The scope of response actions coupled with the presumption that waste sites will in many cases be privately owned, therefore, persuade the court that CERCLA allows the EPA entry to a privately-owned site for purposes of investigation and response. The statute is silent, however, on the mechanism by which access is to be achieved. Subsection(e) provides that access must be allowed on demand, but no similarly descriptive language exists in § 104(a) or (b).

The court's own research reveals no case exactly on point. Of the many reported CERCLA decisions, most do not involve a waste site on which the owner is conducting business. This may explain the lack of precedent on the issue of EPA access to private property. The closest case factually is Industrial Park Development Company v. Environmental Protection Agency, 604 F. Supp. 1136 (E.D.Pa. 1985), since it concerns a dispute by the EPA and the property owner over which should conduct cleanup activities. In that case, it appears that the EPA simply entered the land, without warrant or judicially-granted authority. However, the case is not legally helpful.

Courts have addressed the issue of an administrative agency's remedy where a statute allows a right of entry but provides no mechanism to accomplish it. The Ninth Circuit has held that where a statute provides a right of entry, an ex parte administrative warrant may be used to obtain entry. Midwest, 533 F.2d at 462; Bunker Hill Company Lead and Zinc Smelter v. U.S. Environmental Protection Agency, 658 F.2d 1280, 1285 (9th Cir. 1981); In re Order Pursuant to Section 3013(d) RCRA, 550 F. Supp. 1361, 1364 (W.D.Wash. 1982). OMC relies on Midwest for the proposition that where a statute provides a right but not a remedy, the court may infer only a civil injunction action to enforce the right. However, in Midwest, a comparable provision in the same statute concerning access to records specifically provided for an injunction as the method of enforcing the right to access. Hence, congressional intent to allow only an injunction action was clearly present in that statute.

These principles persuade the court that an administrative warrant may be the vehicle for conducting a violation-detection search under § 104(b). OMC next argues that a warrant is not the proper vehicle for a response-planning investigation. According to OMC, a warrant is designed to allow an investigation for a specific legal violation when supported by probable cause or for an investigation pursuant to reasonable and neutral standards for purposes of monitoring legal compliance. The court agrees that the use of a warrant to plan the response, after the violation has been established, is unusual in light of the common understanding of the purposes of a search warrant. The EPA has not provided the court, and the court's own research does not reveal, an example of a warrant being used in a situation such as this.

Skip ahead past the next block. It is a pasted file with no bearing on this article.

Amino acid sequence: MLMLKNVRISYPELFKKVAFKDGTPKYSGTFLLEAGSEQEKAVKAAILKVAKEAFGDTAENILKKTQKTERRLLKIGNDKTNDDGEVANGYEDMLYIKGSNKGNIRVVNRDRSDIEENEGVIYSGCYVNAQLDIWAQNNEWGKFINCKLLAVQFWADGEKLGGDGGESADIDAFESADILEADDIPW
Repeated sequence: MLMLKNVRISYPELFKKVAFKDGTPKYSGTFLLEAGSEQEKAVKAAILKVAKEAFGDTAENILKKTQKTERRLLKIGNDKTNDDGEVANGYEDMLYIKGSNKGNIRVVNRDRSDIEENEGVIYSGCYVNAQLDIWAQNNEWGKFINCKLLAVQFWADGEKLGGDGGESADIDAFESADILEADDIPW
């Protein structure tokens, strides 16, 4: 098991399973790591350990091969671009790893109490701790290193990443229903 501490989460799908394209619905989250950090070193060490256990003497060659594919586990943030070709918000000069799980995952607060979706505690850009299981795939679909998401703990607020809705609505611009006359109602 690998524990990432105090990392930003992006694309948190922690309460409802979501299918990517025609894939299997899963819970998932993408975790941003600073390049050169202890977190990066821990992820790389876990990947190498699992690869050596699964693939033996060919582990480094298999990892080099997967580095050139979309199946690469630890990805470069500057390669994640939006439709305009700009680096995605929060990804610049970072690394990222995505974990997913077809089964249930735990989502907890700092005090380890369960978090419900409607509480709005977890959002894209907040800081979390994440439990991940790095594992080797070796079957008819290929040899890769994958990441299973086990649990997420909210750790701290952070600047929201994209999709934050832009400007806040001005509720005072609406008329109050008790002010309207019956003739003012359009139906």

Yet, the Phase 1 activities do constitute a search. Moreover, Phase 1 (for which a warrant is sufficient) and Phase 2 (for which the EPA concedes a court order is necessary) are distinguishable for purposes of determining the extent of due process required before their execution. At Phase 1, the EPA will examine the feasibility of its projected cleanup; the investigation may result in a reversal of its conclusions regarding the appropriateness of Phase 2. Since warrants have issued for violation-detection searches as intrusive as the planning search desired here, In re Order, supra, the use of the same procedure for both types of searches is a sensible interpretation of an otherwise ambiguous statute.

This perception is supported by the court's interpretation of the issues that would be relevant in a hearing before any type of § 104(b) search. Whether the search is to plan a response or to determine the need for a response, the issues to be aired before a warrant or injunction authorizing entry are severely circumscribed by the statute. The finding of a violation and the choice of a response are issues that cannot be litigated until the cost-recovery suit, if any. The EPA may conduct any type of § 104(b) search when authorized to act under § 104(a), namely, when a hazardous substance is released. Because the EPA's determination is not subject to judicial review, the pre-search inquiry is whether the EPA has made such a determination. Thus, the type of inquiry to be made for a response-planning search is the same as that necessary for a violation-detection search. Both involve issues traditionally presented to magistrates in administrative search warrant proceedings: allegations that a legal violation on the premises brings into play government regulatory power. In such a proceeding, the neutral magistrate takes evidence on the cause for the search (probable cause or neutral monitoring procedures), reviews the scope of the search for reasonableness, and examines the legal authority for the warrant. The warrant itself and the Magistrate's March 20, 1985 opinion denying the motion to quash reveal that these steps were followed. (See also the EPA's undisputed recitation of the evidence the Magistrate had before her in the warrant proceeding. United States' Reply, filed 4/22/85, pp. 15-16.)